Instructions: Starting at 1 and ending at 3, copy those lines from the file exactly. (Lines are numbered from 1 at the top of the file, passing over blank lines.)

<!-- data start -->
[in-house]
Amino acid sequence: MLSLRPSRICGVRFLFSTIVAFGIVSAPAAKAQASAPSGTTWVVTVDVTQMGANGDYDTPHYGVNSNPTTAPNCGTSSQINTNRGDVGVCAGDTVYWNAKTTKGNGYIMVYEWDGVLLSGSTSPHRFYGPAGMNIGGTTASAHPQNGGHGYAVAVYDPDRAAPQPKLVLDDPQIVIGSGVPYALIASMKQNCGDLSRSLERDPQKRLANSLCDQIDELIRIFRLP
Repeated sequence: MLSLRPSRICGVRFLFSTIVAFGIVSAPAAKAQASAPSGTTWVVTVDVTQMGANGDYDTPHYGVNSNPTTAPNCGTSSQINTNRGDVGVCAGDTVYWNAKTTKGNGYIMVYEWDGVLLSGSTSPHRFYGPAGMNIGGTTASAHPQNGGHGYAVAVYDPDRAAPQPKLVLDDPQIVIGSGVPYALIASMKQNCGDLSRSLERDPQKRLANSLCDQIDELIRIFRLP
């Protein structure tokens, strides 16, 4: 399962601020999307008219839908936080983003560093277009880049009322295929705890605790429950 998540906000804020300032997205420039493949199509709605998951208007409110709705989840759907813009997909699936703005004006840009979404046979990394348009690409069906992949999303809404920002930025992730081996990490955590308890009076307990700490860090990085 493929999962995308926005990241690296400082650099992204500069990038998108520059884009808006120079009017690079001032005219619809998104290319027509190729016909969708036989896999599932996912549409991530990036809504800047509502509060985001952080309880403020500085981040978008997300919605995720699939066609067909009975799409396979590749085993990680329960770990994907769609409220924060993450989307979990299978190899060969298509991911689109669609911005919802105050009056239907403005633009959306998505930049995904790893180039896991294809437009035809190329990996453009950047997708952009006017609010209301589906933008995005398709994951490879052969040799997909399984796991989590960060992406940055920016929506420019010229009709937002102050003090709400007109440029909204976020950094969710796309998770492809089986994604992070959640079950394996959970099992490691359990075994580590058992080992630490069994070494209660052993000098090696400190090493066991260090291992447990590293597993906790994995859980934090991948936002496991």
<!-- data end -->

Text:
[in-house]
Amino acid sequence: MLSLRPSRICGVRFLFSTIVAFGIVSAPAAKAQASAPSGTTWVVTVDVTQMGANGDYDTPHYGVNSNPTTAPNCGTSSQINTNRGDVGVCAGDTVYWNAKTTKGNGYIMVYEWDGVLLSGSTSPHRFYGPAGMNIGGTTASAHPQNGGHGYAVAVYDPDRAAPQPKLVLDDPQIVIGSGVPYALIASMKQNCGDLSRSLERDPQKRLANSLCDQIDELIRIFRLP
Repeated sequence: MLSLRPSRICGVRFLFSTIVAFGIVSAPAAKAQASAPSGTTWVVTVDVTQMGANGDYDTPHYGVNSNPTTAPNCGTSSQINTNRGDVGVCAGDTVYWNAKTTKGNGYIMVYEWDGVLLSGSTSPHRFYGPAGMNIGGTTASAHPQNGGHGYAVAVYDPDRAAPQPKLVLDDPQIVIGSGVPYALIASMKQNCGDLSRSLERDPQKRLANSLCDQIDELIRIFRLP